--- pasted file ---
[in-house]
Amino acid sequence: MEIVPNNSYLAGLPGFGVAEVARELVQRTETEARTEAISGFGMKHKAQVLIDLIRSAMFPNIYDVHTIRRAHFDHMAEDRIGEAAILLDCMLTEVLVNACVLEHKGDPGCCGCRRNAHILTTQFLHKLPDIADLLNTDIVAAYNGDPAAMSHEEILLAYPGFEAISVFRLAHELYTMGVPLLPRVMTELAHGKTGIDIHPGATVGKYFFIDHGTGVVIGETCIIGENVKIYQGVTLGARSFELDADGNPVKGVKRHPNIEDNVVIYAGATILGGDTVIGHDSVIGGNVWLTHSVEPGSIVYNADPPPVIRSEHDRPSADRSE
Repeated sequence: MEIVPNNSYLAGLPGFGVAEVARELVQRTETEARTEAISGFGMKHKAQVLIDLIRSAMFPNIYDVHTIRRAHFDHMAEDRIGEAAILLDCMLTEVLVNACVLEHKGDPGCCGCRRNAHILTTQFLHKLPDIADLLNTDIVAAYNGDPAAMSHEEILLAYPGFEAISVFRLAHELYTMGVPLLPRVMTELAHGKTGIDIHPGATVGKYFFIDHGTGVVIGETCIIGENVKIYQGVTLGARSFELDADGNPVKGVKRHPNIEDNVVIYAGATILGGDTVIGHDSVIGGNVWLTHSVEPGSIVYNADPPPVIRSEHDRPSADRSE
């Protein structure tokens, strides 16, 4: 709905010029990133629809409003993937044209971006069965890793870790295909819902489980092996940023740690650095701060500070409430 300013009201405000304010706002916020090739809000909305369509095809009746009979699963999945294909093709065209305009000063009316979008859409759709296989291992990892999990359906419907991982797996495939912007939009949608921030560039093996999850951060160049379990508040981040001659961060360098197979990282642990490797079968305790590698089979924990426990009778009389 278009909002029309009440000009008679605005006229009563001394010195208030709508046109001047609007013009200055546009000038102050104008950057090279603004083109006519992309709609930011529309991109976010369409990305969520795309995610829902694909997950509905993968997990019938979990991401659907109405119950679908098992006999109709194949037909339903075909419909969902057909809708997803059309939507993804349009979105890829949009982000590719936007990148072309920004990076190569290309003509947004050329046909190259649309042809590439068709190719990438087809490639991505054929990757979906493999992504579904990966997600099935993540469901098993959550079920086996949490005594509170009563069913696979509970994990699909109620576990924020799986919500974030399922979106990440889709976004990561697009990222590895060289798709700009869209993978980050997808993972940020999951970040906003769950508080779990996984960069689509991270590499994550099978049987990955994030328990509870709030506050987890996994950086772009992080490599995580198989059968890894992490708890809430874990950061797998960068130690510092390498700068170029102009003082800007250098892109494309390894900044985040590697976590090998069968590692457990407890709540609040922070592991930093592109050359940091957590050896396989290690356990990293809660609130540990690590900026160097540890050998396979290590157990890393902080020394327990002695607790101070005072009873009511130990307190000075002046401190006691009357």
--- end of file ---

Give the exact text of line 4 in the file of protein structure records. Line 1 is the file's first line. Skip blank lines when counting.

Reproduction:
């Protein structure tokens, strides 16, 4: 709905010029990133629809409003993937044209971006069965890793870790295909819902489980092996940023740690650095701060500070409430 300013009201405000304010706002916020090739809000909305369509095809009746009979699963999945294909093709065209305009000063009316979008859409759709296989291992990892999990359906419907991982797996495939912007939009949608921030560039093996999850951060160049379990508040981040001659961060360098197979990282642990490797079968305790590698089979924990426990009778009389 278009909002029309009440000009008679605005006229009563001394010195208030709508046109001047609007013009200055546009000038102050104008950057090279603004083109006519992309709609930011529309991109976010369409990305969520795309995610829902694909997950509905993968997990019938979990991401659907109405119950679908098992006999109709194949037909339903075909419909969902057909809708997803059309939507993804349009979105890829949009982000590719936007990148072309920004990076190569290309003509947004050329046909190259649309042809590439068709190719990438087809490639991505054929990757979906493999992504579904990966997600099935993540469901098993959550079920086996949490005594509170009563069913696979509970994990699909109620576990924020799986919500974030399922979106990440889709976004990561697009990222590895060289798709700009869209993978980050997808993972940020999951970040906003769950508080779990996984960069689509991270590499994550099978049987990955994030328990509870709030506050987890996994950086772009992080490599995580198989059968890894992490708890809430874990950061797998960068130690510092390498700068170029102009003082800007250098892109494309390894900044985040590697976590090998069968590692457990407890709540609040922070592991930093592109050359940091957590050896396989290690356990990293809660609130540990690590900026160097540890050998396979290590157990890393902080020394327990002695607790101070005072009873009511130990307190000075002046401190006691009357």